In other words, in a hypothetical case of empirical H-D data fitting exactly to this relation, there would be no difference between Eqs 13 and 14 for predicting AGB. In the context of the present article, we name this model M0, as the H-D model that corresponds to the AGB predictions obtained by B0 (for comparison to our own models M1-M4, the pan-tropical model has been incorporated to Fig 3A, see results). We considered that such hypothetical case could be regarded as a ‘baseline’ (assumed most accurate, in absence of destructive sampling of AGB) to which all other alternatives could be compared. For that purpose, using our empirical H-D data, we solved E from Eq 16. The result was an alternative E ‘calibrated’ to the specific local conditions defined by the empirical H-D relations measured in the field, which can be applied directly in Eq 14. The calibration was carried out by including the exponential form of Eq 16 in function “nls” [66], obtaining the adjusted value for E which best fits to the measured H-D data. In the context of the present article, these are the baseline model (M0*) and its subsequent AGB predictions (B0*).

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Fig 3. Model fit plots.

Effects were included as nested additive terms, increasing complexity: (a) fixed-effects H-D model; (b) adding species fixed effects; (c) adding plot random effects; and (d) adding cluster random effects. Predictions have been omitted from (a), since they are known to follow the fixed-effects model (solid line), so that the species distribution in the training data can be observed more clearly in this plot.

https://doi.org/10.1371/journal.pone.0158198.g003

Assessing statistical differences among alternatives

We were especially interested in detecting whether the choice of method can actually lead to bias in AGB estimation, which is a conclusion that can be deducted by simply comparing methods. In the absence of AGB data obtained by destructive sampling which would allow an independent validation of the final AGB estimations, we considered that accounting for differences between the modelling approaches can provide an idea on how differences in H-D modelling can propagate to the final AGB predictions [11,20]. After obtaining all the alternative AGB predictions (B0-B4 and the baseline B0*), we tested whether they were significantly different, or otherwise the AGB allometry and H-D modelling approach does not significantly affect the final outcome. With that intention, we computed pair-wise differences (diff) between all plausible combinations of the alternatives. Since normality could not be assumed for all groups, the hypothesis that two alternatives were significantly different was tested using paired Wilcoxon signed rank tests (R function “wilcox.test”).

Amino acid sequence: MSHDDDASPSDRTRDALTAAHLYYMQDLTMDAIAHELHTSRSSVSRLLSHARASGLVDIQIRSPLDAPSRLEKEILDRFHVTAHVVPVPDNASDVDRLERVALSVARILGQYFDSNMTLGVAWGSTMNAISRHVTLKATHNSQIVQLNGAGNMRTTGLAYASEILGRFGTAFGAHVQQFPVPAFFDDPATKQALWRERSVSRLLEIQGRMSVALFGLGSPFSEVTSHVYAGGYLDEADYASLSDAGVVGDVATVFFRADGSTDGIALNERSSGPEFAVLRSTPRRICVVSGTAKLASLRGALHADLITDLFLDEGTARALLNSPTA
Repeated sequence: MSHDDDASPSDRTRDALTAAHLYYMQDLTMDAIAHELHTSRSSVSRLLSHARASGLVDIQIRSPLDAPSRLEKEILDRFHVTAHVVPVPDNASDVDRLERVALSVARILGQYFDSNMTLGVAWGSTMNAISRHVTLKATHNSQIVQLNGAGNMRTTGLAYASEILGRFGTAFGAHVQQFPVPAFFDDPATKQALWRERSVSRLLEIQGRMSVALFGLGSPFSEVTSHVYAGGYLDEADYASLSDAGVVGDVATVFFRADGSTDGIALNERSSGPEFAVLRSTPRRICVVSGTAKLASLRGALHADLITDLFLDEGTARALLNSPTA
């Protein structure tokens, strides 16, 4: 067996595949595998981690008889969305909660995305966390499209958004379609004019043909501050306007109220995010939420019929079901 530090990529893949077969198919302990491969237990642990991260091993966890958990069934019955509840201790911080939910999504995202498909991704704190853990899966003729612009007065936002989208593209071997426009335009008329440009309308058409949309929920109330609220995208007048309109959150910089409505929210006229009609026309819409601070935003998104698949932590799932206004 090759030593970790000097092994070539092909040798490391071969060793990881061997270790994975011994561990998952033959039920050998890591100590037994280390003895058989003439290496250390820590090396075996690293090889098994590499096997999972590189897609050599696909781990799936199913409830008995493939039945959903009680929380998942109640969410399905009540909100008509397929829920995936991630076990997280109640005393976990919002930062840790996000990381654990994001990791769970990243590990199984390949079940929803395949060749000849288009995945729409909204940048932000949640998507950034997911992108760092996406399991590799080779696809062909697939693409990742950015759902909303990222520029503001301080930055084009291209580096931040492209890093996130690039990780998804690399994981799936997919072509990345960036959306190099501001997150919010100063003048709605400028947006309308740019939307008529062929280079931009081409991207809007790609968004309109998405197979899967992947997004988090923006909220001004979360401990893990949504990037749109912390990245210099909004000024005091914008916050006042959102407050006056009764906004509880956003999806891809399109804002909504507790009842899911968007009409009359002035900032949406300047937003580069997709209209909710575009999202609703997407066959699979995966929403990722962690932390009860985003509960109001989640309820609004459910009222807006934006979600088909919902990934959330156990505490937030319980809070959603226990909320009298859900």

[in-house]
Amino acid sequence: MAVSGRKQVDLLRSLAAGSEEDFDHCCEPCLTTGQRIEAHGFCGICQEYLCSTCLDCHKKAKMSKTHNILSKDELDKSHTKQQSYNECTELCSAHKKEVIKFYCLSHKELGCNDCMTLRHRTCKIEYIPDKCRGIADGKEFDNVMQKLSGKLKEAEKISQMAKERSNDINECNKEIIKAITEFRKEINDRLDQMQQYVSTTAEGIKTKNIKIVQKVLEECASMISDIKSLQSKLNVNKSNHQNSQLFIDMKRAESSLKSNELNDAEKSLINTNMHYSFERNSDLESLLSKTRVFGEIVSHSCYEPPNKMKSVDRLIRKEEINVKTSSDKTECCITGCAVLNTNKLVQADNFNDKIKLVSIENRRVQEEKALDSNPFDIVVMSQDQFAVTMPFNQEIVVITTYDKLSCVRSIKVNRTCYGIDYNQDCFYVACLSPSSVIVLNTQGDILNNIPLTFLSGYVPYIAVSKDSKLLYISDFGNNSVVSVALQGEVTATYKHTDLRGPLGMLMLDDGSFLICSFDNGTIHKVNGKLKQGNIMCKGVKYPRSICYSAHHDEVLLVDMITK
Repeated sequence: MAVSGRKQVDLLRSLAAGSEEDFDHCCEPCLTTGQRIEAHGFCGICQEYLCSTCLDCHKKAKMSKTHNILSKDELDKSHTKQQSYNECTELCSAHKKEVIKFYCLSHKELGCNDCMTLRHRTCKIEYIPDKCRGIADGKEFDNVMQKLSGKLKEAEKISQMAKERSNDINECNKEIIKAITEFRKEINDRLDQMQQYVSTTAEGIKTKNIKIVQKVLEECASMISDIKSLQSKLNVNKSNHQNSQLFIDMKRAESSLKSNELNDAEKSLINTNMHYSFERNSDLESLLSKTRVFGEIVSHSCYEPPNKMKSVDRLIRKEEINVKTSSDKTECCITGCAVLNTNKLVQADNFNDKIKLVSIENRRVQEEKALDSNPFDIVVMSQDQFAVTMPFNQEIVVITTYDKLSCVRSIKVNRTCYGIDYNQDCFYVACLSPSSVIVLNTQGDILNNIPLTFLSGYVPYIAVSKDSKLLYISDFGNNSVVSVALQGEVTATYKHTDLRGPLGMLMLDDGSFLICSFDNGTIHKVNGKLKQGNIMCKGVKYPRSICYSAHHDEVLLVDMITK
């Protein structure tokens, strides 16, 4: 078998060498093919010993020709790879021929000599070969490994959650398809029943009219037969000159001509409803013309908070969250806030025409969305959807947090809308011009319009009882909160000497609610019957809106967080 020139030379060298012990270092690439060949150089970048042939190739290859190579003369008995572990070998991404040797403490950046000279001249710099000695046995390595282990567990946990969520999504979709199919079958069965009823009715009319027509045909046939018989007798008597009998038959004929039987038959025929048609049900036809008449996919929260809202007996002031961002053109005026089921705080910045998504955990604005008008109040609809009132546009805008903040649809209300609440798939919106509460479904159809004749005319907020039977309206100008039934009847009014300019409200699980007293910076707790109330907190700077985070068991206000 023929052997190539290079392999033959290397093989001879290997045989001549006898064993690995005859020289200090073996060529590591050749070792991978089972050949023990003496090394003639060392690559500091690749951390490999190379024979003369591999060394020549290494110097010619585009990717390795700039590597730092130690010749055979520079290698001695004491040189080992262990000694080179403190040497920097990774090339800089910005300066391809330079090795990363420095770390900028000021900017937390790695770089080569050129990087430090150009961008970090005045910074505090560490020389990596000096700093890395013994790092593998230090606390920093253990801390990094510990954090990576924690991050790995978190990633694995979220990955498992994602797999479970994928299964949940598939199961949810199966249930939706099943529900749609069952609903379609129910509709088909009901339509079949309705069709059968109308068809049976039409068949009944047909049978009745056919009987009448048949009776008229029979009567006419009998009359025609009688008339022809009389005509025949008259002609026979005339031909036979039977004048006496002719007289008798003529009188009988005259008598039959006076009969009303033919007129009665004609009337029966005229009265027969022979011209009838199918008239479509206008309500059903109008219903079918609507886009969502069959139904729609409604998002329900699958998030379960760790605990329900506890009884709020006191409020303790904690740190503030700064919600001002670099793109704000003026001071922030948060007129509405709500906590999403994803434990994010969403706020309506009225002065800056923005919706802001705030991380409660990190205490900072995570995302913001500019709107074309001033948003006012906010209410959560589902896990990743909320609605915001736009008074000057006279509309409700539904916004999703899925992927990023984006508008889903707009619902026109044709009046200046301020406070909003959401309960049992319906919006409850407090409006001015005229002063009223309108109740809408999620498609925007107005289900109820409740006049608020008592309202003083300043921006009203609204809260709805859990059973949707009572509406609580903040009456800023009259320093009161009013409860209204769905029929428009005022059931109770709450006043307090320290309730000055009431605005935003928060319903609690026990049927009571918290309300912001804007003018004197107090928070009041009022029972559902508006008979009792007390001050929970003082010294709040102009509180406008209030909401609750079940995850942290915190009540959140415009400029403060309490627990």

Results

H-D modelling

Fig 3 shows the fit for the final H-D models, whereas Table 2 details their estimates and summarizes their performance in terms of accuracy and bias. Fig 3A also includes the fit that would correspond to model M0 (dashed line), which is the assumed H-D relation (Eq 16) for the AGB prediction using only D as predictor (B0). Table 3 shows the results of model comparison by LR test.

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Table 3. Likelihood ratio tests comparing nested models.

-LogLik.:—log of likelihood; D: tree diameter. Levels of significance: **, <0.01; ***, <0.001.

https://doi.org/10.1371/journal.pone.0158198.t003